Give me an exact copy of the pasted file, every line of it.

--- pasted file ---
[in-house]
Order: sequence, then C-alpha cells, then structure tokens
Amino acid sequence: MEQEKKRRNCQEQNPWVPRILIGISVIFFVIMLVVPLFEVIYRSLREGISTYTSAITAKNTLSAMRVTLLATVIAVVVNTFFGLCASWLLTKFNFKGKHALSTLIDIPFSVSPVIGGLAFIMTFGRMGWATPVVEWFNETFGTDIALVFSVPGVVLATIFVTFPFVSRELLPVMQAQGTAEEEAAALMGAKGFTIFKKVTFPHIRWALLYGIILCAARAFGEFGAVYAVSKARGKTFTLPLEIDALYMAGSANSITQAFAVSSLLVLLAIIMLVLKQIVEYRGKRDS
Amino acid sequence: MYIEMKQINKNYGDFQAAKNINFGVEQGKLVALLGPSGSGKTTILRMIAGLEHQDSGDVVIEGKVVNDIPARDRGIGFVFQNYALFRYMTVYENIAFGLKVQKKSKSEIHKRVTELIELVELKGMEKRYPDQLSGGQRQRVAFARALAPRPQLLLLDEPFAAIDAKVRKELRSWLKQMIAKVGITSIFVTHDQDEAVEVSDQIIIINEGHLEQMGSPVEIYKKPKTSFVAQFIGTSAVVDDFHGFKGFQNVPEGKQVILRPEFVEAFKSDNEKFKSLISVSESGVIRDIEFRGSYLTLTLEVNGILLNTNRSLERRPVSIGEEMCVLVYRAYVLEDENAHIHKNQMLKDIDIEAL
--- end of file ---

[in-house]
Order: sequence, then C-alpha cells, then structure tokens
Amino acid sequence: MEQEKKRRNCQEQNPWVPRILIGISVIFFVIMLVVPLFEVIYRSLREGISTYTSAITAKNTLSAMRVTLLATVIAVVVNTFFGLCASWLLTKFNFKGKHALSTLIDIPFSVSPVIGGLAFIMTFGRMGWATPVVEWFNETFGTDIALVFSVPGVVLATIFVTFPFVSRELLPVMQAQGTAEEEAAALMGAKGFTIFKKVTFPHIRWALLYGIILCAARAFGEFGAVYAVSKARGKTFTLPLEIDALYMAGSANSITQAFAVSSLLVLLAIIMLVLKQIVEYRGKRDS
Amino acid sequence: MYIEMKQINKNYGDFQAAKNINFGVEQGKLVALLGPSGSGKTTILRMIAGLEHQDSGDVVIEGKVVNDIPARDRGIGFVFQNYALFRYMTVYENIAFGLKVQKKSKSEIHKRVTELIELVELKGMEKRYPDQLSGGQRQRVAFARALAPRPQLLLLDEPFAAIDAKVRKELRSWLKQMIAKVGITSIFVTHDQDEAVEVSDQIIIINEGHLEQMGSPVEIYKKPKTSFVAQFIGTSAVVDDFHGFKGFQNVPEGKQVILRPEFVEAFKSDNEKFKSLISVSESGVIRDIEFRGSYLTLTLEVNGILLNTNRSLERRPVSIGEEMCVLVYRAYVLEDENAHIHKNQMLKDIDIEAL